The Paris stock market remains down sharply (-1.4%, around 8,030/8,040 points, or -2% for the week), with 38 of the 40 CAC40 stocks in the red, in "insignificant" volumes (1.5 billion euros).
Only Carrefour (+0.6%) and Téléperformance (+1.4%) remained afloat, while Eurofins dropped -4.7%, Bouygues -3% and LVMH -2.8% (breaking the 800E support level).

The publication of the US NFP at 2.30 pm was eagerly awaited... and as is often the case when a figure is presented as the 'market mover of the week', we witness a 'non-event'.
Another demonstration of the lack of reaction in both equities and fixed-income markets.
The US economy created more jobs than expected in March, according to the monthly report from the Labor Department published on Friday.
Wall Street, which was expected to rise by 0.2%, posted a 0.3% increase, with scores for once very homogeneous, from the Dow Jones to the Nasdaq (identical scores the day after declines ranging from -1.3% to -1.5%, the biggest drop of the year).

The monthly 'NFP' report counted 303,000 non-farm jobs created last month in the US, compared with 270,000 (revised from 275,000) in February, while the Reuters consensus forecast only 200,000.

The unemployment rate fell to 3.8% in March, compared with 3.9% the previous month (Reuters consensus unchanged at 3.9%).

The rise in average hourly earnings - a closely watched component - accelerated to +0.3% in March, after +0.2% in February (consensus +0.3%), but its increase slowed slightly to 4.1% from +4.3% (annualized) the previous month, coinciding with the consensus of 4.1%.

'Labor market signals are not weak enough to offset the bullish surprises on inflation. Hence the Fed's status quo', explain analysts at Oddo BHF.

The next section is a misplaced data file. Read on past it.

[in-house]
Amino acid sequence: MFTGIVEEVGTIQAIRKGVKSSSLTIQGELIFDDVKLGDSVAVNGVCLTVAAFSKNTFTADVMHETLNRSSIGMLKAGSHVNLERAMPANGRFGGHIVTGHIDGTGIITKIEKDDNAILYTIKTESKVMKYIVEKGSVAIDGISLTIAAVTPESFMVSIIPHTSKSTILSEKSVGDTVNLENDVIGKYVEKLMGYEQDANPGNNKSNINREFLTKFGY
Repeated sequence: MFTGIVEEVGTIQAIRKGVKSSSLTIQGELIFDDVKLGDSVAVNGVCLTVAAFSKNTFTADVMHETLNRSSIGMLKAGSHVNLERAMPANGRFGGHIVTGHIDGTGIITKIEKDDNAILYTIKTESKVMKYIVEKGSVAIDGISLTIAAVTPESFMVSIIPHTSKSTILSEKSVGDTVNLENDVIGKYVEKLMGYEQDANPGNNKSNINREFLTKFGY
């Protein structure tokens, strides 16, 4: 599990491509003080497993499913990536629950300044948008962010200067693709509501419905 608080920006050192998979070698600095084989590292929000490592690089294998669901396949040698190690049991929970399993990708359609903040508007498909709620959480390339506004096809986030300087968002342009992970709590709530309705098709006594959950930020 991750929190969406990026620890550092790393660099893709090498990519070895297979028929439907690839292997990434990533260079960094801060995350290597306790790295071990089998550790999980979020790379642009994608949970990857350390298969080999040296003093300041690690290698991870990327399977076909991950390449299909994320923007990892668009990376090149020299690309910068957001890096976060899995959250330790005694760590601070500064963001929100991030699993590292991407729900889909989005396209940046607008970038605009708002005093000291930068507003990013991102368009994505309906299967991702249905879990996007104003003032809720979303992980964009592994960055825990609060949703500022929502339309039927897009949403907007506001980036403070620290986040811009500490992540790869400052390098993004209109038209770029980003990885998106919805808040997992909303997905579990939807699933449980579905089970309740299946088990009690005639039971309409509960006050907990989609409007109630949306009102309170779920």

Proof of the markets' great sensitivity to this theme, Wall Street was the victim of a rare reversal of fortunes last night following statements by Minneapolis Fed President Neel Kashkari.

He warned that 'if inflation continues to follow a pattern of declines and occasional spikes, the question will arise whether we should not abandon any rate cuts this year'.

While some strategists see this as no more than a slight blip in an underlying trend that remains bullish, others see it as a prelude to a correction that is now inevitable... and the stress was ratcheted up a notch on Thursday evening, with the 'VIX' jumping +14% in 2.5 hours, from 13.7 to 16.50.

The stock markets' solid start to the year increases the risk of renewed volatility in the short term", warns Larry Adam, Chief Investment Officer at Raymond James.

"Stock markets usually experience three to four correction sequences of at least 5% a year, and the last one so far dates back to September 2023", he recalls.
There were also figures on the agenda this morning in Europe: production rebounded in France over one month in manufacturing (+0.9% after -1.5% in January) and in total industry (+0.2% after -0.9%), according to seasonally and working-day adjusted data from Insee.
Bond markets remain "heavy", with OATs and Bunds up +3pts to 2.894% and 2.3880% respectively, and Italian BTPs up +3.5pts to 3.7500%.
T-Bonds re-tested the crucial resistance of 4.400% before balancing out at 4.3650%, the median level seen since Monday.

Geopolitical tensions in the Middle East and the drop in Russian refining capacity continue to keep pressure on oil: Brent crude is hovering around $91 a barrel, while WTI is hovering around $86.7, i.e. slightly below the annual records tested the previous day.
The "geopolitical fact" continues to push gold up above $2,300 (zenith of $2,303 retested this morning), while silver is marking time below $27 (-1% but +7.8% over the week).

In company news, in response to press rumors, Clariane confirms that it has held an information meeting with CSEC members on the possible sale of its home hospitalization and home nursing services (HAD/SSIAD) business in France.

For its 2023-24 financial year (ending February), LDC posted sales of almost 6.2 billion euros, up 6% (+3% on a like-for-like basis and at constant exchange rates), for virtually stable sales volumes (+0.3% on a reported basis and -0.2% on an organic basis).

Rallye, Casino's former parent company, announced on Friday an annual loss of nearly 8.5 billion euros, due in particular to the depreciation in value of the retailer's shares.

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